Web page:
4-H has been an important part of Saskatchewan communities since 1917 when the first livestock clubs were formed.  With a deep-rooted history and pride in the program, the simple vision that started 4-H has endured the test of time, making 4-H one of Canada's most recognized and valued youth programs.

Below is a brief history of 4-H in Saskatchewan


The first 4-H club in Canada was formed in Roland, Manitoba.



The first livestock clubs in Saskatchewan were formed in Dubuc, Colgate, and Tantallon.

John G. Rayner was appointed as the first director of Boys' and Girls' Club work.  His philosophy was that the boy or girl was of primary concern and the project work secondary.


The first district council in Saskatchewan was organized.  Clubs in District #30 joined together for the purpose of managing a district Fat Stock Show & Sale


The name 4-H was adopted and the Saskatchewan 4-H Club program was officially born.  A four-leaf clover with an 'H' on each leaf became the official emblem.


The Saskatchewan 4-H Council was formed.  This was the first provincial 4-H council in Canada.
  • 1917 - 4-H Weyburn Dairy Club
  • 1949 - Farm Boys Camp
  • 1957 - Melfort Beef Show and Sale


The Saskatchewan 4-H Foundation was incorporated, as an independent body responsible for administering the funds donated to the 4-H program in Saskatchewan.


The first 4-H Leader's Seminar was held at Camp Rayner.


A provincial 4-H rally took place at Camp Rayner to commemorate the 60th anniversary of 4-H in Canada.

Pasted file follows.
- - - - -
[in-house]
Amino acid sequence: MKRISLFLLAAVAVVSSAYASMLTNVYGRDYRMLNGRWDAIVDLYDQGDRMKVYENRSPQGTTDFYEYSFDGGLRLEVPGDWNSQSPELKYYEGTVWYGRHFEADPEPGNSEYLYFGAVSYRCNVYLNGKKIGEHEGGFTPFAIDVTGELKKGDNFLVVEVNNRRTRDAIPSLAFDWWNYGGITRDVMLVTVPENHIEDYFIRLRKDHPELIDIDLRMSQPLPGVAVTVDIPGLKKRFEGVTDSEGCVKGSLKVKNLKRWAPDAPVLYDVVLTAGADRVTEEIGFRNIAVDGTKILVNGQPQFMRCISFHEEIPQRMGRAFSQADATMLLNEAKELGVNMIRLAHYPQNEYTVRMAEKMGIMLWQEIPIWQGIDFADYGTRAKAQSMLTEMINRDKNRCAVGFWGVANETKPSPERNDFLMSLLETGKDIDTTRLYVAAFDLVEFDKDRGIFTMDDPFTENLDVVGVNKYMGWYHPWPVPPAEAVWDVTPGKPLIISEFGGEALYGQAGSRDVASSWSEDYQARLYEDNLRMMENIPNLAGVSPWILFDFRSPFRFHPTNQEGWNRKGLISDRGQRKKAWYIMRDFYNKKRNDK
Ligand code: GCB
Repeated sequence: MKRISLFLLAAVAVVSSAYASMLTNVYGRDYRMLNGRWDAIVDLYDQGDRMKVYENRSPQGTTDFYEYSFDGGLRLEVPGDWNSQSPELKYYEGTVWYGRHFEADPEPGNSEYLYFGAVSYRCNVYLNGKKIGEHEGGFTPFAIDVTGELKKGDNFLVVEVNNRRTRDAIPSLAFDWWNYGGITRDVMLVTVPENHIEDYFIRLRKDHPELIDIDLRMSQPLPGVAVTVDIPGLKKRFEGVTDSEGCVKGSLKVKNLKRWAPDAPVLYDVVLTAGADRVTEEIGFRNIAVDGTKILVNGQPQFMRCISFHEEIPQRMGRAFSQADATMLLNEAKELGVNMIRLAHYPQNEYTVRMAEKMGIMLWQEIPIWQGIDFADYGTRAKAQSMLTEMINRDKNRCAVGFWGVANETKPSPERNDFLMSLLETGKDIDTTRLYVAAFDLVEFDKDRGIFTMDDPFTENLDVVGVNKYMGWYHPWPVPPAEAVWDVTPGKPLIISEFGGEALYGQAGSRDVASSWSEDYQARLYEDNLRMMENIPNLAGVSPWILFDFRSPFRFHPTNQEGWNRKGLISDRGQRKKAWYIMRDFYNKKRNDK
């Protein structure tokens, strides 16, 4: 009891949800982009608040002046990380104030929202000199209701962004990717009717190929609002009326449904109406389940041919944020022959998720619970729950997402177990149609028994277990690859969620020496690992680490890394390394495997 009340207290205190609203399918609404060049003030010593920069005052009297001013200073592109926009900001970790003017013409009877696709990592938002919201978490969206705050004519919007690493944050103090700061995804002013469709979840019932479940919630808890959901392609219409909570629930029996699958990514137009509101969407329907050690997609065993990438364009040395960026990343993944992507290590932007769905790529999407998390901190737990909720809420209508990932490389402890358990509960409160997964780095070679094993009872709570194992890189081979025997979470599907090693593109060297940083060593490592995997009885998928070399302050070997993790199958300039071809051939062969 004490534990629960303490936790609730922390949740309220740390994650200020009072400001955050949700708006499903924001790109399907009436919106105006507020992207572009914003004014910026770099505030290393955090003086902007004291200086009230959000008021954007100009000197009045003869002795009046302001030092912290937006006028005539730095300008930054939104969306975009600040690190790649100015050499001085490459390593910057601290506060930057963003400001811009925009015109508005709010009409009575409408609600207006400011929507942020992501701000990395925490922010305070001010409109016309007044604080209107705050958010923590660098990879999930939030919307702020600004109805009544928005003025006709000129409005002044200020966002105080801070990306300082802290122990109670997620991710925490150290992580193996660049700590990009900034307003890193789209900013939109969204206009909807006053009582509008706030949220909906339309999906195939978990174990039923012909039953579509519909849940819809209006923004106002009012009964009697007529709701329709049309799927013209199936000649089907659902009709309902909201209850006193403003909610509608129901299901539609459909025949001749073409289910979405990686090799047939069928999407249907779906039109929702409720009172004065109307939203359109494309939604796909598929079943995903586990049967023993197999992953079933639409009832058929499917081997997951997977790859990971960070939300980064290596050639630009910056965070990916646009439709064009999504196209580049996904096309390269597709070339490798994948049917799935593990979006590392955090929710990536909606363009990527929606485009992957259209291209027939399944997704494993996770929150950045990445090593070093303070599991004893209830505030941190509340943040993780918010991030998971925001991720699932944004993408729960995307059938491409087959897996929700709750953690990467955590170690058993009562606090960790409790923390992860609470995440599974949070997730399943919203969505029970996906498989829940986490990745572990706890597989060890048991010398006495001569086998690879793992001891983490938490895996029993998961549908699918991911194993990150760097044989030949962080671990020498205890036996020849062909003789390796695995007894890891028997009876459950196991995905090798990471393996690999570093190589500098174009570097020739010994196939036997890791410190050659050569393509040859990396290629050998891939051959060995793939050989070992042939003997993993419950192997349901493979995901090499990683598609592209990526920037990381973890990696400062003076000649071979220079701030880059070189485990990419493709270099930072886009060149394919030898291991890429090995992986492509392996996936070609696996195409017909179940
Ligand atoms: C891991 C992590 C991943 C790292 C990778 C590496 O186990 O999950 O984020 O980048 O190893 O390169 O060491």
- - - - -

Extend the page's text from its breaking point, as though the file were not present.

• 1960 - Saskatchewan’s Delegates at National Club Week
  • 1968 - Department of Agriculture Luncheon
  • 1973 - Citizenship Seminar


Regional 4-H Councils were established in six Agricultural Extension Regions with grant support from the Department of Agriculture for hiring Regional 4-H Representatives to support clubs and leaders in those regions.


The Saskatchewan 4-H Council Hall of Fame was created in 1984, and the first inductees were recognized.  


The Saskatchewan 4-H Lottery began, sharing raised funds equally between participating clubs and the Saskatchewan 4-H Council
  • 1975 - National 4-H Conference
  • 1985 - Grain Days
  • 1997 - Beef Show


The organization completed a restructuring process recommended in 1999's The Strategic Plan.  Changes included decreasing the size of the Board of Directors and reducing the number of 4-H regions from six to four.


Harold the Hare is unveiled as the provincial 4-H mascot.  Harold was designed by a 4-H member, who chose a hare to represent the 'hop to it' attitude of 4-H members.  


4-H Canada celebrates 100 years of programming in Canada.  Saskatchewan 4-H clubs join in the celebrations with local events and displays.  

4-H Saskatchewan contributes a grain elevator replica embellished with historic photos to the 100th Anniversary commemorative display to be housed in the National 4-H Museum in Roland, Manitoba.  

  • 2002 - District Meeting and Fun Shop
  • 2013 - Ski Day